Credit: © Mark Wade
American manned Mars expedition. Study 1991. The STCAEM cryogenic / aerobrake (CAB) concept was used as the NASA reference vehicle.
It offered conceptual continuity with the mainstream Mars transportation studies performed over the previous several years. Its only major new technology development was high-energy aerobraking (HEAB) for planetary capture, but the concept also required a high-thrust cryogenic space engine. Being able to land on Mars using the CAB concept required a successful rendezvous between separately captured vehicles in Mars orbit. The vehicle consisted of three main elements: the Mars Excursion vehicle (MEV), the Mars Transfer Vehicle (MTV) and the Trans-Mars Injection Stage (TMIS).
STCAEM (Space Transfer Concepts and Analyses for Exploration Missions) was a major NASA funded study produced by Boeing in 1991. It provided an exhaustive trade analysis of mission profiles and trajectories for manned Mars missions using four different propulsion technologies (cryogenic chemical with aerobraking, nuclear thermal, nuclear electric, and solar electric). Within each study alternate mission profiles using split/sprint missions, flyby rendezvous, and additional aerobraking were examined. Only the baseline for the Cryogenic AeroBrake mission is presented here. The nominal baseline mission was as follows:
- The vehicle was assembled, checked out and boarded in LEO
- The TMI burn occurs and the TMIS was jettisoned
- MTV/MEV coast to Mars
- MTV and MEV separate 50 days prior to Mars capture
- The MEV aerocaptures robotically a day ahead of the MTV, providing last minute verification of atmospheric conditions and targeting
- The MTV captures, followed by rendezvous in the parking orbit with the MEV
- The landing crow transfers to the MEV and checks it out
- The MEV descends to the surface, jettisoning its aerobrake prior to landing
- After surface operations, the ascent vehicle (MAV) leaves its descent stage and surface payloads, ascends to orbit and docks with the MTV for crew transfer
- The MAV was jettisoned in Mars orbit, and the TEl burn occurs
- The MTV coasts back to Earth
- The crew transfers to a modified ACRV (MCRV), jettisons the MTV and performs a direct entry at Earth (optional: the entire MTV aerocaptures into a LEO parking orbit for refurbishment and reuse).
STCAEM Cryogenic AeroBrake Mission Summary:
- Summary: Major NASA funded study produced by Boeing in 1991; focus on in-space propulsion
- Propulsion: LOX/LH2
- Braking at Mars: aerodynamic
- Mission Type: opposition
- Split or All-Up: all up
- ISRU: no ISRU
- Launch Year: 2016
- Crew: 4
- Mars Surface payload-metric tons: 25
- Outbound time-days: 350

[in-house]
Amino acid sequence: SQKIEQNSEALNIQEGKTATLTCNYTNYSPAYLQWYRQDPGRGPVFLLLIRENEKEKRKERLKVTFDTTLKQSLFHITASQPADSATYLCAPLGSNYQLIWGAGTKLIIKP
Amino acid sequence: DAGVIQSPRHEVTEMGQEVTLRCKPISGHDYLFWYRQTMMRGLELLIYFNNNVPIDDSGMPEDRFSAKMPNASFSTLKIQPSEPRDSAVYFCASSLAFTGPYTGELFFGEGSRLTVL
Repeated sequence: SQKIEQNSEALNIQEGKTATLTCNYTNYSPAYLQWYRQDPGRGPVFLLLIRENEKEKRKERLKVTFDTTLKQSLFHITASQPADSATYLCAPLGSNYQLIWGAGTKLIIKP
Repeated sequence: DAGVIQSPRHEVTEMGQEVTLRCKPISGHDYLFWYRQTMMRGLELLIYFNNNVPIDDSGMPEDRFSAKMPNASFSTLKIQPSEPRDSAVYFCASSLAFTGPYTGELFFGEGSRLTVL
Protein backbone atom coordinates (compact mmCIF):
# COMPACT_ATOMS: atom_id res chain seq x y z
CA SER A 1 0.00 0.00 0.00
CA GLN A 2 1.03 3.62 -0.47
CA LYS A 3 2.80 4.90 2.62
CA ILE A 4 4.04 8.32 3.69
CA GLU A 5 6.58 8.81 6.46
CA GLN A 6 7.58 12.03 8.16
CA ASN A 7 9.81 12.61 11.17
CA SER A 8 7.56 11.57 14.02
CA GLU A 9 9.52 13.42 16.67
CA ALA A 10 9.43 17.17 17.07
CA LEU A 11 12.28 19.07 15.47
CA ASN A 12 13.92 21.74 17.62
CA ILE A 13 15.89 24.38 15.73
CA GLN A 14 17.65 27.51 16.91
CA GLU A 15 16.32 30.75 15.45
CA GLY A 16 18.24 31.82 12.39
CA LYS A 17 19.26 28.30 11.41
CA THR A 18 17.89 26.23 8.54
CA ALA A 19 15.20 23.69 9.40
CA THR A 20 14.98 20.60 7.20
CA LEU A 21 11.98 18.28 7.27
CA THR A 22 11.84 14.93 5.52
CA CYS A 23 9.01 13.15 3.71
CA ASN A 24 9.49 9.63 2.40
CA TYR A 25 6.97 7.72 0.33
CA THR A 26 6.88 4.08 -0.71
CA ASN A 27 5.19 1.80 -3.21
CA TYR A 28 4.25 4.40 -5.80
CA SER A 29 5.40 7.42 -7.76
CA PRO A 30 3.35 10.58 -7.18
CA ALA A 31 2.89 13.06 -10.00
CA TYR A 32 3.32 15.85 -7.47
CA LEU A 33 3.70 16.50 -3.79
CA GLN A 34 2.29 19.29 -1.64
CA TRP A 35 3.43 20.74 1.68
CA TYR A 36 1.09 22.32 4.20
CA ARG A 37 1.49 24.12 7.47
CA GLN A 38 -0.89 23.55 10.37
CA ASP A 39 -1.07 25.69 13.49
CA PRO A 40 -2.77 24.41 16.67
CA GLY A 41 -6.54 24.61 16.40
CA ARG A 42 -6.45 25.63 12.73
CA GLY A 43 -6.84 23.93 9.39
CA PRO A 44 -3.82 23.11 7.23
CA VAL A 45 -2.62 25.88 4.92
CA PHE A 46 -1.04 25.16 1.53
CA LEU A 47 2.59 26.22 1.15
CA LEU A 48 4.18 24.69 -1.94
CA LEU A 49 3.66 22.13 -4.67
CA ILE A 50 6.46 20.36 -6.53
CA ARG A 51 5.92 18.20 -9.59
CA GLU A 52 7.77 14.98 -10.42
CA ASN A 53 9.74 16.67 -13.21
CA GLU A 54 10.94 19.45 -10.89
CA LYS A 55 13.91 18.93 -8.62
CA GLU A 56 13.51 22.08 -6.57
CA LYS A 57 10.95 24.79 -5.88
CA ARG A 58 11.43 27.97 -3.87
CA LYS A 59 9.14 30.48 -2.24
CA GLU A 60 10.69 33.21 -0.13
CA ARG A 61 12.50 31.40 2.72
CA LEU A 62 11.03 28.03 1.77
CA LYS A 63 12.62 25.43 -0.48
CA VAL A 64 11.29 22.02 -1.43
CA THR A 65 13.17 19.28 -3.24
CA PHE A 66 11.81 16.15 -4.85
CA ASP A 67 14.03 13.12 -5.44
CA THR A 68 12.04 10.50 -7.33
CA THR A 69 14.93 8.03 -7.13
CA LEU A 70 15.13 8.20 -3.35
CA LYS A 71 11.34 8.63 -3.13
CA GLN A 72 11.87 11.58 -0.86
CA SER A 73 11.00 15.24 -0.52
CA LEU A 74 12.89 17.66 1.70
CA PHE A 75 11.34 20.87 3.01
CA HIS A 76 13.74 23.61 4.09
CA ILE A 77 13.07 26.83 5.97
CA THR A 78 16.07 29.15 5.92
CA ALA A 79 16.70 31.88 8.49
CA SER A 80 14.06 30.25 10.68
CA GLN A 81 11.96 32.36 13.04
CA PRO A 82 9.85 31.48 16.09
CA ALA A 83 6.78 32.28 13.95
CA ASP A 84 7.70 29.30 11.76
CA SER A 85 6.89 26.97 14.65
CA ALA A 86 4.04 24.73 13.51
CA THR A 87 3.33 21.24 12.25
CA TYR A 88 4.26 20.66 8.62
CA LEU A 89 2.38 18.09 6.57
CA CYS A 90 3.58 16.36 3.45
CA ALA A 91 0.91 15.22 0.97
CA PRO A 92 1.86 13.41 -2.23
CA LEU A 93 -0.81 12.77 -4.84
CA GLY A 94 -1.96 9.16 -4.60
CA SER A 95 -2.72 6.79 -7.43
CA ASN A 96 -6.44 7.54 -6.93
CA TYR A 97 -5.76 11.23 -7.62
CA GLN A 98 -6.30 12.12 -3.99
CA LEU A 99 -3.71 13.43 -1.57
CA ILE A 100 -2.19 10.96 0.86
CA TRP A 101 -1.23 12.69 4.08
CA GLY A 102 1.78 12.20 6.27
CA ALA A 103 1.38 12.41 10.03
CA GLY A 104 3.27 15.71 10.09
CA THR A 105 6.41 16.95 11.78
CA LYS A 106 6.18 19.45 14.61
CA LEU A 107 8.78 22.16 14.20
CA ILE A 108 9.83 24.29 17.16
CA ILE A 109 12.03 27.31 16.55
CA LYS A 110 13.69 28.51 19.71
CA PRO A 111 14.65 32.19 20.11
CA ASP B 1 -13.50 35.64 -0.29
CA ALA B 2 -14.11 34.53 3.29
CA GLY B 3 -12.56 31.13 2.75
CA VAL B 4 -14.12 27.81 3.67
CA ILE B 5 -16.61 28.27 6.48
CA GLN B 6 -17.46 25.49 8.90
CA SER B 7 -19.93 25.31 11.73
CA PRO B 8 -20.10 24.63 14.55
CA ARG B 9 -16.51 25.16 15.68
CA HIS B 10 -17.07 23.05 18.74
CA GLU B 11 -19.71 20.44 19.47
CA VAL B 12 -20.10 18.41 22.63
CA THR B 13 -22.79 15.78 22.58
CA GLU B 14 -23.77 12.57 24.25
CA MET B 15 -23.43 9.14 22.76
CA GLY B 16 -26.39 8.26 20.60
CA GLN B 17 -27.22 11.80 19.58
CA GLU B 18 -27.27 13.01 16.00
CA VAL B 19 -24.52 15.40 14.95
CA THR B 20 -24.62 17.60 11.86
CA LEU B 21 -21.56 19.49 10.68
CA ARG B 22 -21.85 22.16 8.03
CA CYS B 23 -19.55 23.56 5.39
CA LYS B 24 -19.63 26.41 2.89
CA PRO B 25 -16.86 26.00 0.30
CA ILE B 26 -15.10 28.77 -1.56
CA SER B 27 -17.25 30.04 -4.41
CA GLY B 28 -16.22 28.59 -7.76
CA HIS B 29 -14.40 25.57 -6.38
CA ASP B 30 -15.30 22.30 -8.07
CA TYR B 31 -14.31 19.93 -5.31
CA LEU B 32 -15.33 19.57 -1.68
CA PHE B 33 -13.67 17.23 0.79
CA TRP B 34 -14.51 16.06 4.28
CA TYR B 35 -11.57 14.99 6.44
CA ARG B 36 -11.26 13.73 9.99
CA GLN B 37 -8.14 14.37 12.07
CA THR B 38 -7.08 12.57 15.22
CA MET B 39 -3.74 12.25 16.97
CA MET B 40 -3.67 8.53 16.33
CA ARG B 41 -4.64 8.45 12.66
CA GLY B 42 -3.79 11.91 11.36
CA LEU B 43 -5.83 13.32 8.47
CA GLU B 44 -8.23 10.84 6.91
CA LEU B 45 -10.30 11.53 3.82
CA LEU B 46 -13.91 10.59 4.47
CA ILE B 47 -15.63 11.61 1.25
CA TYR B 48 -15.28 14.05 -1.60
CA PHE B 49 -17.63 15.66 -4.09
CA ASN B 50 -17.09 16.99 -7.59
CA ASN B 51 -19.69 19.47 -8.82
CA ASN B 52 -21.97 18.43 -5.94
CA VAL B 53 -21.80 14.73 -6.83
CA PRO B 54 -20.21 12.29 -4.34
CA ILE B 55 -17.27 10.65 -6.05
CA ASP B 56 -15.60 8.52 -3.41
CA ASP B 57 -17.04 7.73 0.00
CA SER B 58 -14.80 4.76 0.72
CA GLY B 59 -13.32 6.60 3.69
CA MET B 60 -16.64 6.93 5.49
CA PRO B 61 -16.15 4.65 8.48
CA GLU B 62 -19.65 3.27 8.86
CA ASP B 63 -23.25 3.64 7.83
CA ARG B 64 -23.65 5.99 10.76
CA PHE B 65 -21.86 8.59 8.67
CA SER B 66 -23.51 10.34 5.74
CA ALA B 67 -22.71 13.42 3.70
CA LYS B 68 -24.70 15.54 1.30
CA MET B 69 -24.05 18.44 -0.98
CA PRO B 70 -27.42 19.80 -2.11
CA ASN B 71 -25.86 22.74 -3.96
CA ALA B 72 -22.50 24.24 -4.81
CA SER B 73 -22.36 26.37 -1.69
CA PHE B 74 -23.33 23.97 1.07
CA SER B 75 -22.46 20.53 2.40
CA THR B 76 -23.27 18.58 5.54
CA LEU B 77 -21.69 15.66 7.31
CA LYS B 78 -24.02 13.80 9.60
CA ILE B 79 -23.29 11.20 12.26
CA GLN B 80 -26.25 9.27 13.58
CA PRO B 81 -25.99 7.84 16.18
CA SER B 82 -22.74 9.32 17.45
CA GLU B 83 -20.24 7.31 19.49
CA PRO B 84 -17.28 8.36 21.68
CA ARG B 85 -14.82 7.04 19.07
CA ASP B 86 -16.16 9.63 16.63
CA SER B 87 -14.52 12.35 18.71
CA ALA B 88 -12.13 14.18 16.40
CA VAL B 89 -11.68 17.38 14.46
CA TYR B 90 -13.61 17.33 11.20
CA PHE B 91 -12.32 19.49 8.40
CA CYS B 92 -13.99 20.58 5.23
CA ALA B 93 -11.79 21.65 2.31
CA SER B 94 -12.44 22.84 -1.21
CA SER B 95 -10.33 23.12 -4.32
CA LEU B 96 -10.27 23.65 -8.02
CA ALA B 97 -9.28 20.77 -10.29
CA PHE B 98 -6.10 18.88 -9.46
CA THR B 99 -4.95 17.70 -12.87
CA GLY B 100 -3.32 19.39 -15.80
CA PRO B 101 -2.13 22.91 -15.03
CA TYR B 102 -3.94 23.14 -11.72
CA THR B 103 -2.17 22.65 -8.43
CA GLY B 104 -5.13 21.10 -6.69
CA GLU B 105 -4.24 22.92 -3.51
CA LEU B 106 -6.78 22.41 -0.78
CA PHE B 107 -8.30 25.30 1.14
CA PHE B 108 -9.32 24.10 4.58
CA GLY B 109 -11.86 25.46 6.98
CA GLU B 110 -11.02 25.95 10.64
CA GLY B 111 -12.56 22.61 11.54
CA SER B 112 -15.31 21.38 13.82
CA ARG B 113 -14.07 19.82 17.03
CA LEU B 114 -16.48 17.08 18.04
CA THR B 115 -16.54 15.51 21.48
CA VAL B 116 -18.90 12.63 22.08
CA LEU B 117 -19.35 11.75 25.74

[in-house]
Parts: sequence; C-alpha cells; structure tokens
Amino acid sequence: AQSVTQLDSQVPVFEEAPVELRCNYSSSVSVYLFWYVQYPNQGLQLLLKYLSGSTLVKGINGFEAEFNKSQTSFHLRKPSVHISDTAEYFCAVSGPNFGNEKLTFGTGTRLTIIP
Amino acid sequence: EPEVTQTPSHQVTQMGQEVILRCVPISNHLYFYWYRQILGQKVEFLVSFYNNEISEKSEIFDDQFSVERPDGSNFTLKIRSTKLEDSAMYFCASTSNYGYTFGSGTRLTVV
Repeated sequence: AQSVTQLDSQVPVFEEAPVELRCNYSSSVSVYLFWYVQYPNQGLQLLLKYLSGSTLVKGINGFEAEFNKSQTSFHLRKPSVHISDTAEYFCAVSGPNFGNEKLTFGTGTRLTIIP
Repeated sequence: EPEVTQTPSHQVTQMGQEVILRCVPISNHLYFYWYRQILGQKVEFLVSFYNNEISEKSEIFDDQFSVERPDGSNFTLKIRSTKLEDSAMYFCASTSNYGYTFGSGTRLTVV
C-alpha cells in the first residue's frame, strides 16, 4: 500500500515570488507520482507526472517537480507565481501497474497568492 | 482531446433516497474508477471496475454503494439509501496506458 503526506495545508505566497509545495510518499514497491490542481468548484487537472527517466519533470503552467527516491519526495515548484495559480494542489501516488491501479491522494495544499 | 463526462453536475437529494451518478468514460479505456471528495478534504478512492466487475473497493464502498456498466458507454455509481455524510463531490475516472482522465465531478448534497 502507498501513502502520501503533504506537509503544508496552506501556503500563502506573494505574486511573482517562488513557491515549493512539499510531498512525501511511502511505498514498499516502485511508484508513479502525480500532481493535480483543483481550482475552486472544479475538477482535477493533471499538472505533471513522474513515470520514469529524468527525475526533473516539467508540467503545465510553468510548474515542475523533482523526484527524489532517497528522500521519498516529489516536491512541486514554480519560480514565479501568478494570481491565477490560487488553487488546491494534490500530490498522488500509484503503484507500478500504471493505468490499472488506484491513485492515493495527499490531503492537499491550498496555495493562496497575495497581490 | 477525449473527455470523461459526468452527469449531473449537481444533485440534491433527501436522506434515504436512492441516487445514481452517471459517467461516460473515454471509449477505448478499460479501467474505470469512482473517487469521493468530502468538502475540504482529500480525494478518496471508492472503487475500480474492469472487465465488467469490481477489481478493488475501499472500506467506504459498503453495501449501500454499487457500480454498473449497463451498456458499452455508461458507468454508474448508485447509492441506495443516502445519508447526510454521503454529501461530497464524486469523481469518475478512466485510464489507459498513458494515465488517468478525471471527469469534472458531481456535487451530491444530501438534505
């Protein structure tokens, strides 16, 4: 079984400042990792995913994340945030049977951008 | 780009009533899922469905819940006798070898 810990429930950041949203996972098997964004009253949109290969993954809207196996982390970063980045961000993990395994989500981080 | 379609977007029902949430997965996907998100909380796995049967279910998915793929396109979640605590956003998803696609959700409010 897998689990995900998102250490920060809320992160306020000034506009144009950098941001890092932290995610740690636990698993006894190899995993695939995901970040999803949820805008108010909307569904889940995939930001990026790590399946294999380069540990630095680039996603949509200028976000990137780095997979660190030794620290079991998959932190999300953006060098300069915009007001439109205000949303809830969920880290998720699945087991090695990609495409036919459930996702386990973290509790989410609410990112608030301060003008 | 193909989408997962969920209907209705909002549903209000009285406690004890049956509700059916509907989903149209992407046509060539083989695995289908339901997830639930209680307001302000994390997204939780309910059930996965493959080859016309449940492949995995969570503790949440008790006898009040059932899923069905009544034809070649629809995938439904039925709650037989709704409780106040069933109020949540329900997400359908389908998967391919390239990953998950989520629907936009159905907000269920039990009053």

- Mars Stay Time-days: 30
- Return Time-days: 200
- Total Mission Time-days: 580
- Total Payload Required in Low Earth Orbit-metric tons: 800
- Total Propellant Required-metric tons: 500
- Propellant Fraction: 0.62
- Mass per crew-metric tons: 200
- Launch Vehicle Payload to LEO-metric tons: 140
- Number of Launches Required to Assemble Payload in Low Earth Orbit: 8
- Launch Vehicle: Shuttle Z
Gross mass: 801,000 kg (1,765,000 lb).
More... - Chronology...
Height: 50.00 m (164.00 ft).
Span: 30.00 m (98.00 ft).
Specific impulse: 475 s.
STCAEM Cryogenic AeroBrake TMIS American space tug. Study 1991. The Trans-Mars Injection Stage (TMIS) consisted of a core unit with four advanced space engines (ASE), avionics and cryogenic propellant tanks, and provision for up to four "strap-on" propellant tank sets. More...
STCAEM MEV American manned Mars lander. Study 1991. The reference Mars Excursion vehicle (MEV) was a manned lander that could transport a crew of four to the surface. More...
STCAEM Cryogenic AeroBrake MTV American manned Mars orbiter. Study 1991. The Mars Transfer Vehicle (MTV) configuration consisted of a transit habitat sized for four crew, an aerobrake, and a TEl Propulsion system. More...
Mars Expeditions Since Wernher von Braun first sketched out his Marsprojekt in 1946, a succession of designs and mission profiles were seriously studied in the United States and the Soviet Union. By the late 1960's Von Braun had come to favour nuclear thermal rocket powered expeditions, while his Soviet counterpart Korolev decided that nuclear electric propulsion was the way to go. All such work stopped in both countries in the 1970's, after the cancellation of the Apollo program in the United States and the N1 booster in the Soviet Union. More...
Associated Manufacturers and Agencies
NASA American agency overseeing development of rockets and spacecraft. National Aeronautics and Space Administration, USA, USA. More...
Boeing American manufacturer of rockets, spacecraft, and rocket engines. Boeing Aerospace, Seattle, USA. More...
Lox/LH2 Liquid oxygen was the earliest, cheapest, safest, and eventually the preferred oxidiser for large space launchers. Its main drawback is that it is moderately cryogenic, and therefore not suitable for military uses where storage of the fuelled missile and quick launch are required. Liquid hydrogen was identified by all the leading rocket visionaries as the theoretically ideal rocket fuel. It had big drawbacks, however - it was highly cryogenic, and it had a very low density, making for large tanks. The United States mastered hydrogen technology for the highly classified Lockheed CL-400 Suntan reconnaissance aircraft in the mid-1950's. The technology was transferred to the Centaur rocket stage program, and by the mid-1960's the United States was flying the Centaur and Saturn upper stages using the fuel. It was adopted for the core of the space shuttle, and Centaur stages still fly today. More...
Boeing Aerospace and Electronics, Space Transfer Concepts and Analyses for Exploration Missions, NASA Contract NAS8-37857.
NASA Report, STCAEM Cryogenic Propulsion / Aerobrake Variant, Web Address when accessed: here.
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